The latest woe to befall the muppet show that is Heathrow Terminal Four – telling all the British Airways economy and premium economy passengers that they can’t take any hold baggage because the baggage handling system has broken down again!
When I first heard the details of the plane crash at Heathrow yesterday, my first thought was quite what a lucky escape everybody had. The flight was coming in from the east, so would have done the traditional run over central and west London known to so many people – indeed news reports last night were showing this YouTube video of the same approach, on the same kind of plane, to the same runway – which does go to show you quite how populated the areas under the approach actually are. The pilot yesterday managed to get the plane across the perimeter road, and although he hit the ground before the runway, it was within the airfield.
However, the big question now is what went wrong. Reports are saying that the pilot had told an airport worker that all the electronics had failed, and he had lost all power. That would have left the pilot with nothing but the emergency manual backup to the fully fly-by-wire systems to bring the plane in.
It also reminded me of comments that I heard from someone who worked for British Airways on aircraft maintenance for many years, finishing his career working on the 777 fleet, bemoaning the differences with the modern planes. On the older planes the mechanics that keep the whole thing going are fairly straightforward – there is a mechanical link between the pilots controls and the fundamental components that keep the plane in the air. With modern planes such as the 777, the links are electronic – essentially the pilot controls a computer which then controls the fundamental components, and the computer is essentially a black box. Fixing a fault involves removing one black box and putting in another – as he said, you can’t visually check the fundamentals, and you are essentially trusting in the skill of the electronics specialists that what is inside the black box does what it says.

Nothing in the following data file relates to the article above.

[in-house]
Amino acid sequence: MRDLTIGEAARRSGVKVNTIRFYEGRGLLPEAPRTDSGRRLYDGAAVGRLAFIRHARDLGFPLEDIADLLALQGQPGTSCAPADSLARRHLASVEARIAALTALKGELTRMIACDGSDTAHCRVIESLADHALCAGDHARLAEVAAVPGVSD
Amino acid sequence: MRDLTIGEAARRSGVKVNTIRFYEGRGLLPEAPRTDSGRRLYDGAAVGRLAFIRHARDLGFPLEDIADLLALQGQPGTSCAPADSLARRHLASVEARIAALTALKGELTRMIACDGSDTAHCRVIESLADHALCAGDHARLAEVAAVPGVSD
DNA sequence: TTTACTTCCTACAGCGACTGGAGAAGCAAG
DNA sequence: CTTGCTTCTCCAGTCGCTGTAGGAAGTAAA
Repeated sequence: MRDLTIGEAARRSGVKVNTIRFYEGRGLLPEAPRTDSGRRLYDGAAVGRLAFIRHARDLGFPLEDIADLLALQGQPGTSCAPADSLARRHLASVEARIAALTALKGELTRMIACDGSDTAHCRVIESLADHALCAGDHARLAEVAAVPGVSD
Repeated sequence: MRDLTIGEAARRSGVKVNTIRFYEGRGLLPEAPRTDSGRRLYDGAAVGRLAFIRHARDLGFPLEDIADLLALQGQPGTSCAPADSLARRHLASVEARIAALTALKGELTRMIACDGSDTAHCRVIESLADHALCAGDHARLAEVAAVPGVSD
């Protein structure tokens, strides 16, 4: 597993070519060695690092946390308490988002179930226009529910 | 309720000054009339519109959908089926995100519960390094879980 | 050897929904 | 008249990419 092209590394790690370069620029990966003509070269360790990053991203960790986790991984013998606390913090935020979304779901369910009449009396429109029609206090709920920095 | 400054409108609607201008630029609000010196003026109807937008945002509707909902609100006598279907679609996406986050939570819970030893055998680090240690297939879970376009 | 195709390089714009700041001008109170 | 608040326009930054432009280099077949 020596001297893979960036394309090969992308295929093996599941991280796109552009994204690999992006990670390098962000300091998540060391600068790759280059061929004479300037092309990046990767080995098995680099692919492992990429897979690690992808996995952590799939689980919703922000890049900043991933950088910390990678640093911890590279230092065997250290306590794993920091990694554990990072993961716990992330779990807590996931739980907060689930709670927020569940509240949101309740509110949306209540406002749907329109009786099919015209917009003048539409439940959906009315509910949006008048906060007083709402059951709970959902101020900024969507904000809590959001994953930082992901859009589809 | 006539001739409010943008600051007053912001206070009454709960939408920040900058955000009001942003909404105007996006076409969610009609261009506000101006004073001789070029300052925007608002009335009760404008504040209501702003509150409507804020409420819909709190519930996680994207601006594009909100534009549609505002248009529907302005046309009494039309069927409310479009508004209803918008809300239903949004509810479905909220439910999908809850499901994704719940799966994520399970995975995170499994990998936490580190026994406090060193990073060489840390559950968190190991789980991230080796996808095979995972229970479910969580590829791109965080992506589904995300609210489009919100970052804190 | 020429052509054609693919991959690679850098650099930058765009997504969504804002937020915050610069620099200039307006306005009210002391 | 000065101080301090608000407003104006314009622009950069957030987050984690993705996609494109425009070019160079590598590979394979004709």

Whilst it could be some sort of power system fault, some component having been improperly replaced, I really wouldn’t want to be a software engineer working at Boeing over the next few days. It definitely makes me glad that the bugs in my software are not a life or death situation like this…
Back at Christmas I posted a big grumble about the fiasco that is Heathrow Terminal 4 – a piece that even got me quoted in the Times. Heading over to France this last week, we went with British Airways, again from Terminal 4, this time into Geneva Airport in Switzerland.
So first up, there have been changes with the notorious ‘Fast Bag Drop’… Yes, rather than sort out the problems, they’ve just dropped the word ‘Fast’ from the title. Interestingly they’ve also done the same in Geneva, but as with Calgary we’d checked in and put the bags through in a few minutes there, unlike the twenty minute queue at Heathrow.